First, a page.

38. 4. Potential cut-offs Bonded interactions: local, therefore O(N), where N is the number of atoms in the molecule considered) Non-bonded interactions: involve all pairs of Atoms, therefore O(N2) Reducing the computing time: use of cut-off in UNB The cutoff distance may be no greater than ½ L (L= box length)

  39. 4. Potential truncation common approach: cut-off the at a fixed value Rcut problem: discontinuity in energy and force possibility of large errors

  40. 4. Speed-up Tamar Schlick, “Molecular Modeling and Simulation”, Springer

  41. 4. Cutoff schemes for faster energy computation wij: weights(0< wij <1). Can be used to exclude bonded terms, or to scale some interactions (usually 1-4) S(r) :cut-off function. Three types: 1)Truncation: b

  42. 4. Cutoff schemes for faster energy computation 2. Switching a b with 3. Shifting or b

  43. 4. Neighbor lists • Verlet requires O(N) operations • Force needs O(N2) operations at each step • Most of these are outside range and hence zero • Time reduced by counting only those within range listed in a table (needs to be updated) • - Verlet (1967) suggested keeping a list of the near neighbors for a particular molecule, which is updated periodically • - Between updates of the list, the program does not check through all the molecules, just those on the list, to calculate distances and minimum images, check distances against cutoff, etc.

  44. 4. Simulating at constant T: the Berendsen scheme system • Bath supplies or removes heat from the system as appropriate • Exponentially scale the velocities at each time step by the factor : where  determines how strong the bath influences the system Heat bath T: “kinetic” temperature Berendsen et al. Molecular dynamics with coupling to an external bath. J. Chem. Phys. 81:3684 (1984)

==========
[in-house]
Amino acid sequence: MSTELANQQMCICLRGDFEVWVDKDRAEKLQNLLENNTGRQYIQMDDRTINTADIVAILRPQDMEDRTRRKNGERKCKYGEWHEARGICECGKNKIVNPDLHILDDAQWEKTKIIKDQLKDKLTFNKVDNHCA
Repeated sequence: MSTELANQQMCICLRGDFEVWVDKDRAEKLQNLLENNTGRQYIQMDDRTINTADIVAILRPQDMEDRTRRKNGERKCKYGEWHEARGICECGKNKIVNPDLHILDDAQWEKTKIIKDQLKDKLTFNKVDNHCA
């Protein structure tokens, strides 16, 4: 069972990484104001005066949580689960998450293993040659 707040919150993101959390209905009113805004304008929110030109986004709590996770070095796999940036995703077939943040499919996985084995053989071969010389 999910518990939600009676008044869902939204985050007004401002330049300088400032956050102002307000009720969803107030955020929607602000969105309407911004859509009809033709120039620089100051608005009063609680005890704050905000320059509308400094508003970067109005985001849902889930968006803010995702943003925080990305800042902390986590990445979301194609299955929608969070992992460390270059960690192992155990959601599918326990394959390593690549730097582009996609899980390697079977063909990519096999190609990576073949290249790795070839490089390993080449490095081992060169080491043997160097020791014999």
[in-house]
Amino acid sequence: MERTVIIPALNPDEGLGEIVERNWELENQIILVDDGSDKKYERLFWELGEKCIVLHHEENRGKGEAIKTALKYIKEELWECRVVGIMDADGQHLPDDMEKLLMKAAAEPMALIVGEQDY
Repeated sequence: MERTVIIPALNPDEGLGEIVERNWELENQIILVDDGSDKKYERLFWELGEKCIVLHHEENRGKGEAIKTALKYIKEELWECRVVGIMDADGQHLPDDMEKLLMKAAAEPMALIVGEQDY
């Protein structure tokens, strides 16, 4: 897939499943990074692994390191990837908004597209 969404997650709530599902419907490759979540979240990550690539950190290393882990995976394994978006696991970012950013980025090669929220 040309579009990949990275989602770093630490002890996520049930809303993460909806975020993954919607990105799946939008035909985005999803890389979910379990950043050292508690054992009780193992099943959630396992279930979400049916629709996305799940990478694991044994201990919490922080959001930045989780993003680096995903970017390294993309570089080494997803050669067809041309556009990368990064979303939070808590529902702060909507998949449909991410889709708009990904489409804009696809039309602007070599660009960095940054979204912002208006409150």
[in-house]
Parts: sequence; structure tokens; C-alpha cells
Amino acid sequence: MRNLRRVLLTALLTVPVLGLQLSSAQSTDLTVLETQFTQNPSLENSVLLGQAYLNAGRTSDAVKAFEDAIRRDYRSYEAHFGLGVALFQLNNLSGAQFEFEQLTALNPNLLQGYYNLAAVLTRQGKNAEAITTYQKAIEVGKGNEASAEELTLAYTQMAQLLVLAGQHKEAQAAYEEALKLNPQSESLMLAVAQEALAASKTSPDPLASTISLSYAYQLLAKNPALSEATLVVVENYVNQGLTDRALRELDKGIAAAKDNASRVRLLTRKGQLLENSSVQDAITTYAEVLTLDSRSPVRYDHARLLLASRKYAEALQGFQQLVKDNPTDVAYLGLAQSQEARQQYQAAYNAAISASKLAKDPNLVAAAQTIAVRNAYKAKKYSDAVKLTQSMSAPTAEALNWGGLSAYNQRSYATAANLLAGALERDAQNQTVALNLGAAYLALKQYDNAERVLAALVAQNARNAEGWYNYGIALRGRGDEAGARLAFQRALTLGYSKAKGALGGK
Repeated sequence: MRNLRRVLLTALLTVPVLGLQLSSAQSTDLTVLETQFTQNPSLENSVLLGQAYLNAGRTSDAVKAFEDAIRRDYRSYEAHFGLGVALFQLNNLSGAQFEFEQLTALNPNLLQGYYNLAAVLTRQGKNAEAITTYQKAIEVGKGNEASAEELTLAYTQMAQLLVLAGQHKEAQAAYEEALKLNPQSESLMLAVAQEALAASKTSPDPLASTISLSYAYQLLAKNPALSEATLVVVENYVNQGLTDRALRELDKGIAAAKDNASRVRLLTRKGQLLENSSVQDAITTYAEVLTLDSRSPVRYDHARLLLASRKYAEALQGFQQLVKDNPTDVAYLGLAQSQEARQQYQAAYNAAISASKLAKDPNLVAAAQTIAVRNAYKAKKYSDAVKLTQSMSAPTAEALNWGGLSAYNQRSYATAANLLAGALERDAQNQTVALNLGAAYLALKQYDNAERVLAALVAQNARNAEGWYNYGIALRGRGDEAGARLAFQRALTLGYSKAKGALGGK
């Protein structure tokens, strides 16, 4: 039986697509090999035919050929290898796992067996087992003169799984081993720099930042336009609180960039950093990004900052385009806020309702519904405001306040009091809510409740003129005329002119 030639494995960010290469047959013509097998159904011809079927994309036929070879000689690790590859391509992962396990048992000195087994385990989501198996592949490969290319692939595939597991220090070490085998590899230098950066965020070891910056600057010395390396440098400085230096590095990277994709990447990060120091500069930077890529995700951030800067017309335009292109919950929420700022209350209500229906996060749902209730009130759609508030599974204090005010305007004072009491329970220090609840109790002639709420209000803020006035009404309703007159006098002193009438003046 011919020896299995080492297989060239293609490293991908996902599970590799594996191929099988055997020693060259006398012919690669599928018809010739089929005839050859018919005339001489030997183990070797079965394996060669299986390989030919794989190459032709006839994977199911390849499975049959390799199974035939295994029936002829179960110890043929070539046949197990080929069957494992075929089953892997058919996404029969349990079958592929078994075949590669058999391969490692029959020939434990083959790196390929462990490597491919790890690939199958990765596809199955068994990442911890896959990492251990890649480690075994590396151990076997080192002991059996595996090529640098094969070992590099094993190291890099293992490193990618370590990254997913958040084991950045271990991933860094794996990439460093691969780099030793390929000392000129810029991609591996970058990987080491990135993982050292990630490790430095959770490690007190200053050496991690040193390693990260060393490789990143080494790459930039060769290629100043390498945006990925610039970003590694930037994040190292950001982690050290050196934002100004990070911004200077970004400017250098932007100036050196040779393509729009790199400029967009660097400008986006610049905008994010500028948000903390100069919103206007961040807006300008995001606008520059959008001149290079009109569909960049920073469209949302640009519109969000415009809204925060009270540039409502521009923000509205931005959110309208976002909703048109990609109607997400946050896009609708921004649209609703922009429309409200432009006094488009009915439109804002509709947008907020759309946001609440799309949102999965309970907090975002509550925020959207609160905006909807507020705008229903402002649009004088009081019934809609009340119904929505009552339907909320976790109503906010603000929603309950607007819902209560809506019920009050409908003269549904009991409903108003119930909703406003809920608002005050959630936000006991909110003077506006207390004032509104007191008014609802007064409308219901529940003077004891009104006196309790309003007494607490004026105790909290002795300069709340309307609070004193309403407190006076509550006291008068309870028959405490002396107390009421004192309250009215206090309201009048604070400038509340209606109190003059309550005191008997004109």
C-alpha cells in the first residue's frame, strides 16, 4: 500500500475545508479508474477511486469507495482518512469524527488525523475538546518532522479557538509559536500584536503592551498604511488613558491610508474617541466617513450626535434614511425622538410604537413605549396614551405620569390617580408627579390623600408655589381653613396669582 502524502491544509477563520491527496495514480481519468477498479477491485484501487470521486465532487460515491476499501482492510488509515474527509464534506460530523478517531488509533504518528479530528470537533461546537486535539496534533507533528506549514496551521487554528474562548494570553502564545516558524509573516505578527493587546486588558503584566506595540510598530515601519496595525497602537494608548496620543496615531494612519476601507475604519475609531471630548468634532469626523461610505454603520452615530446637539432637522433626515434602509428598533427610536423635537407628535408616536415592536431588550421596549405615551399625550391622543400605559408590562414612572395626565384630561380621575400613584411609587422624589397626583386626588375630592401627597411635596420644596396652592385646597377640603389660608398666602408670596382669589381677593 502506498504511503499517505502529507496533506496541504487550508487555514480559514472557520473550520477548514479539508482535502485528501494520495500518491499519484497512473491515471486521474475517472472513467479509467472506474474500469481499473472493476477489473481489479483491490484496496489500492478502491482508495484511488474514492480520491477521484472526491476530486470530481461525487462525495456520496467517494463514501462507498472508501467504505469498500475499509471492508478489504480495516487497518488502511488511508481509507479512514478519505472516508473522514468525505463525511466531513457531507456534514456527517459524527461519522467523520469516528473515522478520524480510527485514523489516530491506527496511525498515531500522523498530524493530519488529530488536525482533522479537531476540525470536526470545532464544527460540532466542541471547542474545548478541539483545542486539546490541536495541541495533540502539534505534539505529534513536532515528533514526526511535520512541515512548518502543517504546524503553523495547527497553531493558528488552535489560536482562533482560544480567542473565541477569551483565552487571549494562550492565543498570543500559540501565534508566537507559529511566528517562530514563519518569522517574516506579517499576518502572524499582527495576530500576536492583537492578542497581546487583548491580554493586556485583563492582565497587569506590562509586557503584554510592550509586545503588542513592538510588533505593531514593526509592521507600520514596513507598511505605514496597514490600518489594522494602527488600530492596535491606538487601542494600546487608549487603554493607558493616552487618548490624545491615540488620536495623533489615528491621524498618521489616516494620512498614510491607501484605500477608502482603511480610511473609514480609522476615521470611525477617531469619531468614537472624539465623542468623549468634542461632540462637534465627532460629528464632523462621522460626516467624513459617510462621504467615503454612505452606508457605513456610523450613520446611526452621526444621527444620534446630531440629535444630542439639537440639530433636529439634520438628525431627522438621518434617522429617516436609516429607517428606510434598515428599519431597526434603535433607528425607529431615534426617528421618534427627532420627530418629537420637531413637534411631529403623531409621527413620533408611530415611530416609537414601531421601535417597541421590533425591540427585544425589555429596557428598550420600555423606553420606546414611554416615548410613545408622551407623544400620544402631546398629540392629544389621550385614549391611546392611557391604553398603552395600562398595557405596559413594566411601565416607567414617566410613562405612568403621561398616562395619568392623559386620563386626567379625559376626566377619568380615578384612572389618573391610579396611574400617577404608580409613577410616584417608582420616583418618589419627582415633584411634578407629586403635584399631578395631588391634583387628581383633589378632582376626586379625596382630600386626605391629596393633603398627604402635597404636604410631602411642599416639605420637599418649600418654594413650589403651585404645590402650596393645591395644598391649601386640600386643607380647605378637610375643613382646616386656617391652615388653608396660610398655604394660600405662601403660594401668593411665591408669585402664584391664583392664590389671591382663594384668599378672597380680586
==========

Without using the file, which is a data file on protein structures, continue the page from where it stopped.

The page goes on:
45. system 4. Simulating at constant P: Berendsen scheme • Couple the system to a pressure bath • Exponentially scale the volume of the simulation box at each time step by a factor : where  : isothermal compressibility P : coupling constant pressure bath where u : volume xi: position of particle i Fi : force on particle i Berendsen et al. Molecular dynamics with coupling to an external bath. J. Chem. Phys. 81:3684 (1984)

  46. 4. MD scheme

  47. 5. Analysis of MD Configurations Averages Fluctuations Time Correlations

  48. 5. Time averages and ensemble averages macroscopic numbers of atoms or molecules (of the order of 1023,Avogadro's number is 6.02214199 × 1023 ): impossible to handle for MD statistical mechanics (Boltzmann, Gibbs): a single system evolving in time is replaced by a large number of replications of the same system that are considered simultaneously time average is replaced by an ensemble average:

  49. 5. Ergodic hypothesis • Classical statistical mechanics integrates over all of phase space {r,p}. • The ergodic hypothesis assumes that for sufficiently long time the phase trajectory of a closed system passes arbitrarily close to every point in phase space. • Thus the two averages are equal:

  50. 5. Statistical Mechanics Extracting properties from simulations • static propertiessuch as structure, energy, and pressure are obtained from pair (radial) distribution functions DME-water and DMP-water solutions